History of the Arizona Cardinals’ Championship Performances
Did you know that the Arizona Cardinals date all the way back to 1898? That was when Chris O’Brien started a football team in Chicago, calling them the Morgan Athletic Club. They took on the name of the Racine Normals — and then the Racine Cardinals in 1901 because of the color of their uniforms, which O’Brien had bought secondhand from the University of Chicago. Along with the Decatur Staleys (who would become the Chicago Bears), the Cardinals were one of the teams in a pro football circuit around Chicago. The Cardinals and Bears are the only two original charter NFL members who are still around.
The Cardinals’ second (or first, depending on how you look at it) NFL title came in 1947, when the team rolled to a 9-3 record, knocking off the Philadelphia Eagles in the title game, 28-21. The Cardinals had their “Million-Dollar Backfield,” featuring quarterback Paul Christman, fullback Pat Harder, halfback Elmer Angsman and halfback Charley Trippi. The 1948 season saw the Cardinals return to the title game after an 11-1 season, but they lost that game in a rematch with the Eagles, as the teams were playing in a blizzard that almost hid the whole field — in the first NFL championship to appear on television.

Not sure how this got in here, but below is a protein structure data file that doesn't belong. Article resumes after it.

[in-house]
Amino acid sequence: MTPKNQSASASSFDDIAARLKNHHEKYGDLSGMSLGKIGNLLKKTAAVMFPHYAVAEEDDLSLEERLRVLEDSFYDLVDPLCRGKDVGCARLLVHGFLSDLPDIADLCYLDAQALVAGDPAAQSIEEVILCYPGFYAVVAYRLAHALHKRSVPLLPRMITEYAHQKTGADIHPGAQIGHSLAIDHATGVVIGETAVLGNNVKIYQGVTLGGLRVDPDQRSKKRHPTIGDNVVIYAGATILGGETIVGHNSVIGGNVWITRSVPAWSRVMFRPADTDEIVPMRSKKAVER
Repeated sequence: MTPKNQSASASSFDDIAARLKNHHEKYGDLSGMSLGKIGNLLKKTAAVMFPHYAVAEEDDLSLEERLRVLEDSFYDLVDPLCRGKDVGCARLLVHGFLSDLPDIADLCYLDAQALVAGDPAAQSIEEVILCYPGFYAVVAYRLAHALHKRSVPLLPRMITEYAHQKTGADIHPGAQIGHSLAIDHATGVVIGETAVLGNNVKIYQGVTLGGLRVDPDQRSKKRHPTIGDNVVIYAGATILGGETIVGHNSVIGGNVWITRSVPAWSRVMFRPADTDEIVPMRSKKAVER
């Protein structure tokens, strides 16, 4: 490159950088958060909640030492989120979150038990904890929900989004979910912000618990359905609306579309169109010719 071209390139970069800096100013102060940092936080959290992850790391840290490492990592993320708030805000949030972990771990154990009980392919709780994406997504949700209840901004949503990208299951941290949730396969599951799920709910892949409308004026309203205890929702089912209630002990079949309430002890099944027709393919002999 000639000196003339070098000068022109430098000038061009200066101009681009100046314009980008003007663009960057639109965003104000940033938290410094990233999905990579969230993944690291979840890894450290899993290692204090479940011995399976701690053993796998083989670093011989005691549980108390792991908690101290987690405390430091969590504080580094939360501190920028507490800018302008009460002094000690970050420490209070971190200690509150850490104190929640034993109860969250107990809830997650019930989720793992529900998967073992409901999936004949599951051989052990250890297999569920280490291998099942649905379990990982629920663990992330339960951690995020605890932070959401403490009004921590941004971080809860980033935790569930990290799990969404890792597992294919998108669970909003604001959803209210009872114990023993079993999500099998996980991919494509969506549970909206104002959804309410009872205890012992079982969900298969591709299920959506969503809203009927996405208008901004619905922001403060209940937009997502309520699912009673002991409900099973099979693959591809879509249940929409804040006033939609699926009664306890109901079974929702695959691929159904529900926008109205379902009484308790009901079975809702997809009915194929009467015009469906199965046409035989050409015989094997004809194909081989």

Arizona would finally make the Super Bowl in 2009, heading to Super Bowl XLIII in Tampa, Florida, to face the Pittsburgh Steelers. The Steelers would win this game, 27-23, making them the first team to claim six Super Bowl titles — and it was the team’s second championship in four seasons. The Cardinals had been a Cinderella story that year, finishing the regular season 9-7 behind the magic of Kurt Warner, the one-time Arena Football League quarterback who had led the St. Louis Rams to the title in Super Bowl XXXIV. Warner threw an interception in the first half that James Harrison would return for a Super Bowl-record 100 yards for a touchdown, and the Cards found themselves down 20-7 after three quarters. Then, though, the Cards put up 16 straight points, including a 64-yard pass to Larry Fitzgerald to give them a 23-20 lead with 2:37 left in the game. However, Ben Roethlisberger led the Steelers on a 78-yard drive, scoring on a six-yard pass to Santonio Holmes with 35 seconds left in the game. Holmes received the MVP for the Super Bowl, having caught nine balls for 131 yards and that touchdown, including four catches for 73 of the team’s 78 yards on that last drive.
Will the Cardinals break through for their first league title in 68 years? We’ll know in a matter of weeks.